# On branch slave
# Changes not staged for commit:
#   (use "git add/rm <file>..." to update what will be committed)
#   (use "git checkout -- <file>..." to discard changes in working directory)
#
#       deleted:    file2.txt
#
no changes added to commit (use "git add" and/or "git commit -a")
D:\testgit>git add -A
D:\testgit>git status
# On branch slave
# Changes to be committed:
#   (use "git reset HEAD <file>..." to unstage)
#
#       deleted:    file2.txt
#
D:\testgit>git checkout master
D       file2.txt
Switched to branch 'master'
D:\testgit>git status
# On branch master
# Changes to be committed:
#   (use "git reset HEAD <file>..." to unstage)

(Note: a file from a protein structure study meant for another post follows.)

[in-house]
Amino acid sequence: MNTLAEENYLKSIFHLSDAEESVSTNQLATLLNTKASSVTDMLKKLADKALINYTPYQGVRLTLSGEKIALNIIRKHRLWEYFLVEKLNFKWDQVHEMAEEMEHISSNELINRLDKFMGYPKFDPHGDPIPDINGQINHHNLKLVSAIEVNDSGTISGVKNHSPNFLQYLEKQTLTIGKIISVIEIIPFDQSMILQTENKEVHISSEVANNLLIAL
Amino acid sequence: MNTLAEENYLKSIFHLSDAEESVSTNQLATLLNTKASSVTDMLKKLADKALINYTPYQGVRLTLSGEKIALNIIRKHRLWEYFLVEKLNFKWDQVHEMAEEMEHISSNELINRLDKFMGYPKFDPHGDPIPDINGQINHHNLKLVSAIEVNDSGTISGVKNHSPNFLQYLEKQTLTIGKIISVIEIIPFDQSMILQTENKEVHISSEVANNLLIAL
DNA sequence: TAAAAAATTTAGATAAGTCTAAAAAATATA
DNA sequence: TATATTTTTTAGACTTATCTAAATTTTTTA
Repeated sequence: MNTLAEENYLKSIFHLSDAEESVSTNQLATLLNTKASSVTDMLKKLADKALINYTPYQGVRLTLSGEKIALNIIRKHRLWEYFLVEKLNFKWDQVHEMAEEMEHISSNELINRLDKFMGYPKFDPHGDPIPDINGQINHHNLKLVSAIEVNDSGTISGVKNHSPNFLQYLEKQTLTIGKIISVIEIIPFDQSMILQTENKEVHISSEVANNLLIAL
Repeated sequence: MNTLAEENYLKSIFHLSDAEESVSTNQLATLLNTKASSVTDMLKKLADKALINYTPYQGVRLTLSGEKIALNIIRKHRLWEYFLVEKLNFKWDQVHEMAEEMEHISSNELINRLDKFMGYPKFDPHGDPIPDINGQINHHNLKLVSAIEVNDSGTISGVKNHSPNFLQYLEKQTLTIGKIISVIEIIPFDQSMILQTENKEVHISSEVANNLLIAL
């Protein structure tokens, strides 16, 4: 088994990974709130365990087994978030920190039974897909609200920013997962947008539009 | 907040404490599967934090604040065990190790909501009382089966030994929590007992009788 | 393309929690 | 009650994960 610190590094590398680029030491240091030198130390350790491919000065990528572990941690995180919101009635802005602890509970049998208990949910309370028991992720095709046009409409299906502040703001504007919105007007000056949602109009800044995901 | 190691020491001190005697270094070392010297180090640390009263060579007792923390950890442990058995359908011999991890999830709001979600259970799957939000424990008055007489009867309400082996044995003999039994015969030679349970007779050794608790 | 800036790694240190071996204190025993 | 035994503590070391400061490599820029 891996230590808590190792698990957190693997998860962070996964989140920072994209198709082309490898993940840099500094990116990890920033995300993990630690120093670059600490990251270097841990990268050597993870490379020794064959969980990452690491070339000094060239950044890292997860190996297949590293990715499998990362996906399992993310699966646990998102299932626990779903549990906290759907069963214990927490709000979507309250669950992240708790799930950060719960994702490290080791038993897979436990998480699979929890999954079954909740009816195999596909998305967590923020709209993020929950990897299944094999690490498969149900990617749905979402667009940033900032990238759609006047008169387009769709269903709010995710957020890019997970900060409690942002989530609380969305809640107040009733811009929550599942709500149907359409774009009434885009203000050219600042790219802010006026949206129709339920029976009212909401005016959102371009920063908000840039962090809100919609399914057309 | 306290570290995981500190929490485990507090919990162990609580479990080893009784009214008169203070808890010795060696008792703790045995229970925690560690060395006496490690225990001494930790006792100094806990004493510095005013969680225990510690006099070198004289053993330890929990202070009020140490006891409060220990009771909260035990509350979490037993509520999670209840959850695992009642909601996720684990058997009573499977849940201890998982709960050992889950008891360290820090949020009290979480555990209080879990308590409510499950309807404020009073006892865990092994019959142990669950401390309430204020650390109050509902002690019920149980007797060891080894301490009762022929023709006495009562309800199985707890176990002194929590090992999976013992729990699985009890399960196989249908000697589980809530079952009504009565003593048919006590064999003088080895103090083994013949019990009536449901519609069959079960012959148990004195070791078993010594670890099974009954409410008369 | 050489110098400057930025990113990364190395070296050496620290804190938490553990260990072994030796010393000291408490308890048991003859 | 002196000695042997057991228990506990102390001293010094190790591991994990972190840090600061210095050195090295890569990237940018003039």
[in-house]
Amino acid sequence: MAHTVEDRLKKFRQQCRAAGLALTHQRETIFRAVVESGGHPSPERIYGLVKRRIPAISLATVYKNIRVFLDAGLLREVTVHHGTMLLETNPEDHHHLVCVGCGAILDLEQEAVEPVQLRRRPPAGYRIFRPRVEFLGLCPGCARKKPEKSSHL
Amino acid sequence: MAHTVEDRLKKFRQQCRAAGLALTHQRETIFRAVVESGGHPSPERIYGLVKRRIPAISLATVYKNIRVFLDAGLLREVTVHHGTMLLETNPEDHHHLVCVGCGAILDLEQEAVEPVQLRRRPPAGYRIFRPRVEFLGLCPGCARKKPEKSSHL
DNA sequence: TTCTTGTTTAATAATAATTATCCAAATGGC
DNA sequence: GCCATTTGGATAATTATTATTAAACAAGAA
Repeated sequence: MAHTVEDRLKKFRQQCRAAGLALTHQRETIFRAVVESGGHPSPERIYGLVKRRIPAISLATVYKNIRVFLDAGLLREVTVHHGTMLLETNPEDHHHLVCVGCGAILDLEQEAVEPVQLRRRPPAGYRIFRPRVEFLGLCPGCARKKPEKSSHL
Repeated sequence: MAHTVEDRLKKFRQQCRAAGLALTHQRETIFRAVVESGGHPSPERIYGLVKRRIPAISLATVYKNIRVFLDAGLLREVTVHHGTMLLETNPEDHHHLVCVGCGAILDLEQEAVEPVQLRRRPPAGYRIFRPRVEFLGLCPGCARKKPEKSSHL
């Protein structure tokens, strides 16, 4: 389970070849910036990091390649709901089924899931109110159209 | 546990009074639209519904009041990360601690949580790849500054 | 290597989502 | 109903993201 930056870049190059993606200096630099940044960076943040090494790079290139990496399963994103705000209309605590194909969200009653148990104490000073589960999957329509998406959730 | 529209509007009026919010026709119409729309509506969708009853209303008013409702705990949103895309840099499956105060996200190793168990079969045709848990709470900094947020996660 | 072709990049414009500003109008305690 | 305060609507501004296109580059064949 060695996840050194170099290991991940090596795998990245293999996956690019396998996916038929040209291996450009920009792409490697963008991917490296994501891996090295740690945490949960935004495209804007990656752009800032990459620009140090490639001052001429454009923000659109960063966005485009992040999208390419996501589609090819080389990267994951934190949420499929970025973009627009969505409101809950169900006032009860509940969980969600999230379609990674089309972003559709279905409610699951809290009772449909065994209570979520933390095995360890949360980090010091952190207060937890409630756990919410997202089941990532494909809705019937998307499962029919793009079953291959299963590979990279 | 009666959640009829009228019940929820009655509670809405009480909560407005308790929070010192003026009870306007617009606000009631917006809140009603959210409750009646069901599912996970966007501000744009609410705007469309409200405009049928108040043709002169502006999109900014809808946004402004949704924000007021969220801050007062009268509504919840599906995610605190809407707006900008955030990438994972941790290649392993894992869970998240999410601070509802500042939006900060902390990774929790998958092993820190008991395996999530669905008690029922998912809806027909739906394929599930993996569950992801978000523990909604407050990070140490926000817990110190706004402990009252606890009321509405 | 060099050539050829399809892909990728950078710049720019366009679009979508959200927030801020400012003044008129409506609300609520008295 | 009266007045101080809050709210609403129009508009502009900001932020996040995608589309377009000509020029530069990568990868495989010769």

#
#       deleted:    file2.txt
#

So, our changes are not correlated with a branch until we commit them! Let’s commit them to the master repository and confirm that:

D:\testgit>git commit -m "Deleted file2.txt"
[master 6f8749d] Deleted file2.txt
 1 file changed, 1 deletion(-)
 delete mode 100644 file2.txt
D:\testgit>git status
# On branch master
nothing to commit, working directory clean
D:\testgit>dir file2.txt
[...]
File not found
D:\testgit>git checkout slave
Switched to branch 'slave'
D:\testgit>git status
# On branch slave
nothing to commit, working directory clean
D:\testgit>dir file2.txt
[...]
08/10/2013  05:59 pm                15 file2.txt

This is interesting… Let’s try modifying the file2.txt (which does not exist to the master branch):

D:\testgit>git branch
  master
* slave
D:\testgit>echo new file2 contents > file2.txt
D:\testgit>git add .
D:\testgit>git status
# On branch slave